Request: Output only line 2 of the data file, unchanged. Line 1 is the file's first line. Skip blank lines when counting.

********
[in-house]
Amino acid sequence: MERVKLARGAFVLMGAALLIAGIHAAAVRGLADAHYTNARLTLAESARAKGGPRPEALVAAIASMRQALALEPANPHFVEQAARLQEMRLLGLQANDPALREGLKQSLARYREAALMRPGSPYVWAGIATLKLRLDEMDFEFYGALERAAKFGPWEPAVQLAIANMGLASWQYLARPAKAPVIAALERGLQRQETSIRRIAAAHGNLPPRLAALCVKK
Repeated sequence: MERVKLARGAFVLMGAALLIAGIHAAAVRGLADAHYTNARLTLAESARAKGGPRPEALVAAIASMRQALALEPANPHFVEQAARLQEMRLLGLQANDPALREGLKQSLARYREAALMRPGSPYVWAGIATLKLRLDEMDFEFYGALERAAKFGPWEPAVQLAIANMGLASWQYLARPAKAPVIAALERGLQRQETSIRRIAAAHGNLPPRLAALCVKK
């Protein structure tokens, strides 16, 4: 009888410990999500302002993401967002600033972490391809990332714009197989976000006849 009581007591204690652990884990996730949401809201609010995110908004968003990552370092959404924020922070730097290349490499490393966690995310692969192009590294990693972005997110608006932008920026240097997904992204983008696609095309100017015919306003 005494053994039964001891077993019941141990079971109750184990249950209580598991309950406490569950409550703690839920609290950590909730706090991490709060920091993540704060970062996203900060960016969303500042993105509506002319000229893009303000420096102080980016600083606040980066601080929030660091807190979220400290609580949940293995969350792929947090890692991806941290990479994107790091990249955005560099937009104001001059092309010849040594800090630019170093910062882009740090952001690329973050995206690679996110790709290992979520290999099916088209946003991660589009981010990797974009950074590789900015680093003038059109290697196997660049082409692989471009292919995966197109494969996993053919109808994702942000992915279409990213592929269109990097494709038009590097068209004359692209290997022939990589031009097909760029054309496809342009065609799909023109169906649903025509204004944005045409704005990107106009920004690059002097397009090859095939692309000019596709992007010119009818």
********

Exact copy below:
Amino acid sequence: MERVKLARGAFVLMGAALLIAGIHAAAVRGLADAHYTNARLTLAESARAKGGPRPEALVAAIASMRQALALEPANPHFVEQAARLQEMRLLGLQANDPALREGLKQSLARYREAALMRPGSPYVWAGIATLKLRLDEMDFEFYGALERAAKFGPWEPAVQLAIANMGLASWQYLARPAKAPVIAALERGLQRQETSIRRIAAAHGNLPPRLAALCVKK